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Second victim in London Bridge attack named

Second victim in London Bridge attack named

Saskia Jones, who was described as a “funny, kind and positive influence” has been named as the second victim of Friday’s London Bridge terror attack.

The 23-year-old former Cambridge University graduate had only just applied to the police’s graduate scheme, with the intention to specialise in victim support, when her life was brutally stolen from her.

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In a heartbroken statement, her family said her loss would leave a huge void in the lives of everyone she had met.

“Saskia was a funny, kind, positive influence at the centre of many people’s lives,” they said.

“She had a wonderful sense of mischievous fun and was generous to the point of always wanting to see the best in all people.

“She was intent on living life to the full, and had a wonderful thirst for knowledge, enabling her to be the best she could be.

“Saskia had a great passion for providing invaluable support to victims of criminal injustice, which led her to the point of recently applying for the police graduate recruitment programme, wishing to specialise in victim support."

Miss Jones had been attending a prisoner rehabilitation initiative, when convicted terrorist Usman Khan attacked volunteers and delegates with two larges knives.

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She died alongside another Cambridge graduate, Jack Merritt, who was as equally committed to helping others ­ specifically prisoners’ who wanted to turn their lives around.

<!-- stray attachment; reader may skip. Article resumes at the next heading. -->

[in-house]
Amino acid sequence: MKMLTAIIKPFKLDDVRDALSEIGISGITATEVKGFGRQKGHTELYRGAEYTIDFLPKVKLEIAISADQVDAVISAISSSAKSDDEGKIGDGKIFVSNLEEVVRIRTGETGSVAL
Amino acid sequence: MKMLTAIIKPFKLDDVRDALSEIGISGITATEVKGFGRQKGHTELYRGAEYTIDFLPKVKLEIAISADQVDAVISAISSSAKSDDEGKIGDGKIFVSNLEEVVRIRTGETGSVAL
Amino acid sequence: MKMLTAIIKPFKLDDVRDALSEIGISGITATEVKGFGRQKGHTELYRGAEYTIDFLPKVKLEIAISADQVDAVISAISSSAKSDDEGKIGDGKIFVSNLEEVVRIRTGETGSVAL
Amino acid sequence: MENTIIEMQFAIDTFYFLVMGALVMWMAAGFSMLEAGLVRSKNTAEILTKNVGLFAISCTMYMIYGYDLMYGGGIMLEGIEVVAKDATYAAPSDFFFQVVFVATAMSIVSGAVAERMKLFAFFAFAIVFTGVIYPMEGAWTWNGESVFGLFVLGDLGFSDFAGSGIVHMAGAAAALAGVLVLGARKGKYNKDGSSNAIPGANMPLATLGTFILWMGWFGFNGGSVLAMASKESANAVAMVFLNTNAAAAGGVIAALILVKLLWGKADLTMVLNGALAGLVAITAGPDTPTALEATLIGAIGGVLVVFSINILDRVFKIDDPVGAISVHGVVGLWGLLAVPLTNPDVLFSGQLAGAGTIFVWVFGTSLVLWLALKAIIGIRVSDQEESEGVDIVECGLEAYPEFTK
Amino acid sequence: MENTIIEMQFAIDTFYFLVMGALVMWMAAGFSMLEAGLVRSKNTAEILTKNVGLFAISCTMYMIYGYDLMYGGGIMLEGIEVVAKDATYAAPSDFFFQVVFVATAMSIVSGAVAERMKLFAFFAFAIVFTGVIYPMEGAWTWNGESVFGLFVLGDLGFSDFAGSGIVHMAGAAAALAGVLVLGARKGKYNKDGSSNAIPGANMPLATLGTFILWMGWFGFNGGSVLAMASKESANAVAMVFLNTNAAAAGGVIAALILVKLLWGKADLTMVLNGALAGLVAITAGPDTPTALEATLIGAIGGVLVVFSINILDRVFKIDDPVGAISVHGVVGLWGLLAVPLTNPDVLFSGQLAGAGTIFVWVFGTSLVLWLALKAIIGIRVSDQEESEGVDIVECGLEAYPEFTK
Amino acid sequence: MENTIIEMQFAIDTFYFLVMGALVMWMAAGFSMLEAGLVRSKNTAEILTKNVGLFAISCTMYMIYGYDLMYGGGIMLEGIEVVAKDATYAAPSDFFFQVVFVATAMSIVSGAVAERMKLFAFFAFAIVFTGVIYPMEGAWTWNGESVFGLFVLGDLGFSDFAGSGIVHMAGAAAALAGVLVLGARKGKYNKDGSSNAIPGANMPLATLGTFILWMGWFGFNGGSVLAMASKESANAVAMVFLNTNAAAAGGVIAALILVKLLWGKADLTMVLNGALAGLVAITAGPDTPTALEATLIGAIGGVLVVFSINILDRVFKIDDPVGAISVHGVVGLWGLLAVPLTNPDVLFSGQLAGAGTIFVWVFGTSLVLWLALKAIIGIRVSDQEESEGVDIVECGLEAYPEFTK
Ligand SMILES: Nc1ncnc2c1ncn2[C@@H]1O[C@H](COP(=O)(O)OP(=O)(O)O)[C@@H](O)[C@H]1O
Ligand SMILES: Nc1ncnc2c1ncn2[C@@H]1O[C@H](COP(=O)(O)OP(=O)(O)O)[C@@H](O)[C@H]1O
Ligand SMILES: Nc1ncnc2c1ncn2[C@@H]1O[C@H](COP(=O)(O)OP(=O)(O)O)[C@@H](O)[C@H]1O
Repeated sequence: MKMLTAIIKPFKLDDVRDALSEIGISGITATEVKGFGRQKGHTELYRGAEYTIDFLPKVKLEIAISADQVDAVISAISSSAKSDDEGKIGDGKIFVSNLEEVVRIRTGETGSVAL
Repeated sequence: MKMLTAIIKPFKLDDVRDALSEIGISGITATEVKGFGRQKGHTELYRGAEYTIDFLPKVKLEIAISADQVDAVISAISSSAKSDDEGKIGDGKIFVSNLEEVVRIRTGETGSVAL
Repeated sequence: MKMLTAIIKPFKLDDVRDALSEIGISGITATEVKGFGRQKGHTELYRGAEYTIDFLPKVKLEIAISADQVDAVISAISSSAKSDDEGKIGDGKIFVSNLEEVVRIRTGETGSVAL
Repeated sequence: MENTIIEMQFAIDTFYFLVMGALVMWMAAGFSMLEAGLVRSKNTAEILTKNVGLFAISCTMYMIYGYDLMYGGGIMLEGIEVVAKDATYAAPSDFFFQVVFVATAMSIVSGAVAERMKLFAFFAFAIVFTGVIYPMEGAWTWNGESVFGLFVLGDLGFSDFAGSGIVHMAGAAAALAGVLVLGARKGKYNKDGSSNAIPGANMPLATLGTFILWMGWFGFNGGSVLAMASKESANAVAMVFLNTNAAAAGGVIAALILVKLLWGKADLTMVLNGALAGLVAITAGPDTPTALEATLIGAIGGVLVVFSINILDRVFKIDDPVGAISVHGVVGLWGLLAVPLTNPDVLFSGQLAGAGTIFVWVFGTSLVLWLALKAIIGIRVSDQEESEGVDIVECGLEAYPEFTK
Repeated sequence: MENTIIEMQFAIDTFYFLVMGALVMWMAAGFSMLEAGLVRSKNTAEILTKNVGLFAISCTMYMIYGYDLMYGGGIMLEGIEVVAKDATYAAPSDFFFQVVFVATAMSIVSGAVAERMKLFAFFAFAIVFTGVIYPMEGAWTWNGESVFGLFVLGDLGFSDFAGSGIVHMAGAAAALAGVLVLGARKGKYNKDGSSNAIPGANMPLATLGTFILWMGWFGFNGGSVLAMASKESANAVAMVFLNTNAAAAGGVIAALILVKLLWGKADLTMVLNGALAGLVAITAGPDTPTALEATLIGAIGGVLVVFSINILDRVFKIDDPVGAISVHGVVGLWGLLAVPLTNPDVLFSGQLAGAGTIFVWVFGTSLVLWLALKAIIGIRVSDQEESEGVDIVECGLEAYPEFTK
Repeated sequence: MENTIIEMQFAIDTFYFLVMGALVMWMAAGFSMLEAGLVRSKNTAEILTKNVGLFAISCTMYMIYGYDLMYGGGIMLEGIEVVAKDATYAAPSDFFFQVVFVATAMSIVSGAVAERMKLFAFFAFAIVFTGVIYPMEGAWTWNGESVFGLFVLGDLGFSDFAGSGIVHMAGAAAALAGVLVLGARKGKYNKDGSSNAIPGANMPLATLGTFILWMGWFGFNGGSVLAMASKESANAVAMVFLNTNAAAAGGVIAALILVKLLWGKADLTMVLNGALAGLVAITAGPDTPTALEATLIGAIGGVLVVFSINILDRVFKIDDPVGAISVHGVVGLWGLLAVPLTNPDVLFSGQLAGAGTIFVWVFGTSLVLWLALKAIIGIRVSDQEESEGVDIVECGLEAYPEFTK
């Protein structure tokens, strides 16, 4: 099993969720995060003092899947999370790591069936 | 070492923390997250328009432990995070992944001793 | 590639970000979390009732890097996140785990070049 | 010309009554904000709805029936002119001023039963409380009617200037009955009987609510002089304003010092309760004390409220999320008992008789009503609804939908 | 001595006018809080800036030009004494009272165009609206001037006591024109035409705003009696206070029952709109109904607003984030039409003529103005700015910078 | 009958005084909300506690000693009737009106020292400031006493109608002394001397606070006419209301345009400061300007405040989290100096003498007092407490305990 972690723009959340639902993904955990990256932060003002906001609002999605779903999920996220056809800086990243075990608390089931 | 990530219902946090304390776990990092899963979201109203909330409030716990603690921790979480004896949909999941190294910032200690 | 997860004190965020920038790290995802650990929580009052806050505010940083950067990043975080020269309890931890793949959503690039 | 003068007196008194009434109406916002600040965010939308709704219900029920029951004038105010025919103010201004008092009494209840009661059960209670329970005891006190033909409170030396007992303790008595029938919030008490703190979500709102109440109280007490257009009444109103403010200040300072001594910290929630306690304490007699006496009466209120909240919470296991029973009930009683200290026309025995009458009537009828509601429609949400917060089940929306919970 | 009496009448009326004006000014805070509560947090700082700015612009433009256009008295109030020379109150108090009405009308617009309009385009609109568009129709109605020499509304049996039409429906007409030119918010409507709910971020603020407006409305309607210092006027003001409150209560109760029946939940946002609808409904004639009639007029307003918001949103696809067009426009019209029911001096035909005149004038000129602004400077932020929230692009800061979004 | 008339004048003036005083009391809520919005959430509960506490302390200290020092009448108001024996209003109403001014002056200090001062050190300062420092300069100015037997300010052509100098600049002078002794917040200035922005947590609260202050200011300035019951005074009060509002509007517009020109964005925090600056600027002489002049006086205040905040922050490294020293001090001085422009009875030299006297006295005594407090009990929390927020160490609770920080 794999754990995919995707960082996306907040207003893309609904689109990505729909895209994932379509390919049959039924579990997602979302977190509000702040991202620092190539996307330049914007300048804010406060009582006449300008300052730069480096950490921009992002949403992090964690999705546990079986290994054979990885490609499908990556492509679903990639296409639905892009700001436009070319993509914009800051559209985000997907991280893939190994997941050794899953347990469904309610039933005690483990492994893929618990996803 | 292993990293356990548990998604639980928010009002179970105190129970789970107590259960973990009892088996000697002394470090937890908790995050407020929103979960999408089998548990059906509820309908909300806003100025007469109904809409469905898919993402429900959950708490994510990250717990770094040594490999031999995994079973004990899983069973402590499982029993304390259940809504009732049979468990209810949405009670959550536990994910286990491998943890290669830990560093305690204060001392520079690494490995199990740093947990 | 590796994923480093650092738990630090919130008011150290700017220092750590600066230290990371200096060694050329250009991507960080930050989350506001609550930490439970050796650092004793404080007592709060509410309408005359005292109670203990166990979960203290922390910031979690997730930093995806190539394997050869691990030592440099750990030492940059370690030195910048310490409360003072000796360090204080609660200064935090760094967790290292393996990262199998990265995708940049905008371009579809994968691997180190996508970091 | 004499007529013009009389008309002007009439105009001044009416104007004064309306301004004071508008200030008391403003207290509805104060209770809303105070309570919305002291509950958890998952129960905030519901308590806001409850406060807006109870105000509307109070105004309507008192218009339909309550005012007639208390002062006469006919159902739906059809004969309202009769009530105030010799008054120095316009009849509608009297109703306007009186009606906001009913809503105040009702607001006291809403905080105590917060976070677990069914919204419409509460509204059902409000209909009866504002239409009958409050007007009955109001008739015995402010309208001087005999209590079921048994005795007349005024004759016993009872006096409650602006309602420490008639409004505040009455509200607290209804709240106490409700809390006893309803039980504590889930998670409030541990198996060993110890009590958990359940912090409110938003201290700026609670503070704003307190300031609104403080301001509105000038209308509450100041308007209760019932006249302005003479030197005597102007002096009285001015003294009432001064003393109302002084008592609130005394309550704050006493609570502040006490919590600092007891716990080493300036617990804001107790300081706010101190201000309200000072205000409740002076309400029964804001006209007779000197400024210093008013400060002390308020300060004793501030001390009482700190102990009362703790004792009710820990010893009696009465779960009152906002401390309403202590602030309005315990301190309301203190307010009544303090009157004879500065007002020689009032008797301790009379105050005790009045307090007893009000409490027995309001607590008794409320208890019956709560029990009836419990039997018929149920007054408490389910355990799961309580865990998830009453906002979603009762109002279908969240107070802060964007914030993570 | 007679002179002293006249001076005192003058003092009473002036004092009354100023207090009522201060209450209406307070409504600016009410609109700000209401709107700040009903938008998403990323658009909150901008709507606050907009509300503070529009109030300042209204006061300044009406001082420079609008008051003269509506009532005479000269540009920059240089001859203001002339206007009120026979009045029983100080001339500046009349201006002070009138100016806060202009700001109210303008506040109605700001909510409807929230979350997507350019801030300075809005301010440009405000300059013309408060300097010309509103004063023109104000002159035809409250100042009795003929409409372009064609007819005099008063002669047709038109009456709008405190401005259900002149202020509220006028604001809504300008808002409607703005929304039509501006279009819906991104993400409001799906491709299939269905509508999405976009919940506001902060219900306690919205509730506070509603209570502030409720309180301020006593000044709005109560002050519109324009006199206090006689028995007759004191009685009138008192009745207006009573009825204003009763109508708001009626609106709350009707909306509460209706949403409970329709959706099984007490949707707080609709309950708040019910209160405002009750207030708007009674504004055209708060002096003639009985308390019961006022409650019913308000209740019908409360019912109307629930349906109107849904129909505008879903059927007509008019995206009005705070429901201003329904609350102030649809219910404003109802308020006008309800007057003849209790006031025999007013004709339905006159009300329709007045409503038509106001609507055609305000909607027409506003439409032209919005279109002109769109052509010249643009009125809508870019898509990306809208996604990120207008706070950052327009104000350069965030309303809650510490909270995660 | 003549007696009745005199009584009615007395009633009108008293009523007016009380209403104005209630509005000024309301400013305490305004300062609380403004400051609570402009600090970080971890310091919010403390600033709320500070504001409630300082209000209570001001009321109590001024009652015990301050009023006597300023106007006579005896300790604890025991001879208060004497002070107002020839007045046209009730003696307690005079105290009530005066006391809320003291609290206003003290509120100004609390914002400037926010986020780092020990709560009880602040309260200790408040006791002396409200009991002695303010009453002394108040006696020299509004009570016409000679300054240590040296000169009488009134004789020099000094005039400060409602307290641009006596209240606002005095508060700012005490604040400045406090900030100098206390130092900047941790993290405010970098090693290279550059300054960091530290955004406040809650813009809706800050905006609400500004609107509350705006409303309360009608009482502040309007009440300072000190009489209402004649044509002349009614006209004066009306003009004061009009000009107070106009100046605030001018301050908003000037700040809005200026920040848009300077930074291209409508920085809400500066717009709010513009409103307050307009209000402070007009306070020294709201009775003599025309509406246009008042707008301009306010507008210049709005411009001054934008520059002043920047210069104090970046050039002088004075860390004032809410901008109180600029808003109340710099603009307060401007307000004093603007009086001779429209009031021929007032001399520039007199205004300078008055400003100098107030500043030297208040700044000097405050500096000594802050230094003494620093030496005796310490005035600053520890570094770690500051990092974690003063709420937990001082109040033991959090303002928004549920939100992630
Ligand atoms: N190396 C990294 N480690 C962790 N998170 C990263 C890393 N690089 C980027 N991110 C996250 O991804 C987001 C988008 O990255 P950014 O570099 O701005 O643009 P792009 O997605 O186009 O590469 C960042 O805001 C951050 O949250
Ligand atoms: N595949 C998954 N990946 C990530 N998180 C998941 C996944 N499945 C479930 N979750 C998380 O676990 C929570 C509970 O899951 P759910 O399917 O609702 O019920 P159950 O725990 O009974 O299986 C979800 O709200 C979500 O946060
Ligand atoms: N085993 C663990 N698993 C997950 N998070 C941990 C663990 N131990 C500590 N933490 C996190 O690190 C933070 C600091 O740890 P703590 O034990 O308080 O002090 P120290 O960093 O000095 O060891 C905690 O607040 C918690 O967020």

Khan was released from prison last year after serving eight years of a 16-year sentence for plotting to blow up the London Stock Exchange and other targets.

He had been invited to attend the event to discuss his experiences, however, began stabbing at least five people and fatally wounding Miss Jones and Mr Merritt.

Director of the Institute of Criminology, at Cambridge Professor Loraine Gelsthorpe, shared a heartfelt statement about her former student.

"Saskia's warm disposition and extraordinary intellectual creativity was combined with a strong belief that people who have committed criminal offences should have opportunities for rehabilitation,” she said.

"Though she completed her MPhil in Criminology in 2018, her determination to make an enduring and positive impact on society in everything she did led her to stay in contact with the Learning Together community. 

"They valued her contributions enormously and were inspired by her determination to push towards the good."

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She also made a heartfelt tribute to Mr Merritt: "All of us at the Institute will miss Jack's quiet humour and rigorous intellect. Jack's passion for social and criminal justice was infectious. He was deeply creatively and courageously engaged with the world, advocating for a politics of love. He worked tirelessly in dark places to pull towards the light."

Just last month, Miss Jones shared a post onto her Facebook page which relayed a heartfelt sentiment about appreciating the little things in life.

“I hope I never get tired of the night sky, of thunderstorms, of watching cream make galaxies in my coffee,” the post read.

“This world is ugly. I hope I never grow to be someone who can no longer see the small beautiful things.”